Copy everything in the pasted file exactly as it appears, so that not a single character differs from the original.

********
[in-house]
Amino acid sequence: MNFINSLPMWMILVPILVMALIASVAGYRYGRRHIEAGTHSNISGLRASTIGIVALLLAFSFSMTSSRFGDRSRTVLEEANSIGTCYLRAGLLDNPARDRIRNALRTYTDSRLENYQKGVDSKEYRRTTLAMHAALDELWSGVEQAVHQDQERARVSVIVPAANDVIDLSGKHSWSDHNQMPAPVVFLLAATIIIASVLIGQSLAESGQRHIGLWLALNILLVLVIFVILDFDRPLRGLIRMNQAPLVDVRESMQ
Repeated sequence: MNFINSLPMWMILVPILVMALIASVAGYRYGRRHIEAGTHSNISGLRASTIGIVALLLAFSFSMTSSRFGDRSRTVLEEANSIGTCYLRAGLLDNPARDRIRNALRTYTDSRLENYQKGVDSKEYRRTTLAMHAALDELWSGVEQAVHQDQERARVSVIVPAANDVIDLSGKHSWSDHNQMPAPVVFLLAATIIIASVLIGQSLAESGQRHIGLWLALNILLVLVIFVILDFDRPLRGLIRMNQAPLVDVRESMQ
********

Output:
[in-house]
Amino acid sequence: MNFINSLPMWMILVPILVMALIASVAGYRYGRRHIEAGTHSNISGLRASTIGIVALLLAFSFSMTSSRFGDRSRTVLEEANSIGTCYLRAGLLDNPARDRIRNALRTYTDSRLENYQKGVDSKEYRRTTLAMHAALDELWSGVEQAVHQDQERARVSVIVPAANDVIDLSGKHSWSDHNQMPAPVVFLLAATIIIASVLIGQSLAESGQRHIGLWLALNILLVLVIFVILDFDRPLRGLIRMNQAPLVDVRESMQ
Repeated sequence: MNFINSLPMWMILVPILVMALIASVAGYRYGRRHIEAGTHSNISGLRASTIGIVALLLAFSFSMTSSRFGDRSRTVLEEANSIGTCYLRAGLLDNPARDRIRNALRTYTDSRLENYQKGVDSKEYRRTTLAMHAALDELWSGVEQAVHQDQERARVSVIVPAANDVIDLSGKHSWSDHNQMPAPVVFLLAATIIIASVLIGQSLAESGQRHIGLWLALNILLVLVIFVILDFDRPLRGLIRMNQAPLVDVRESMQ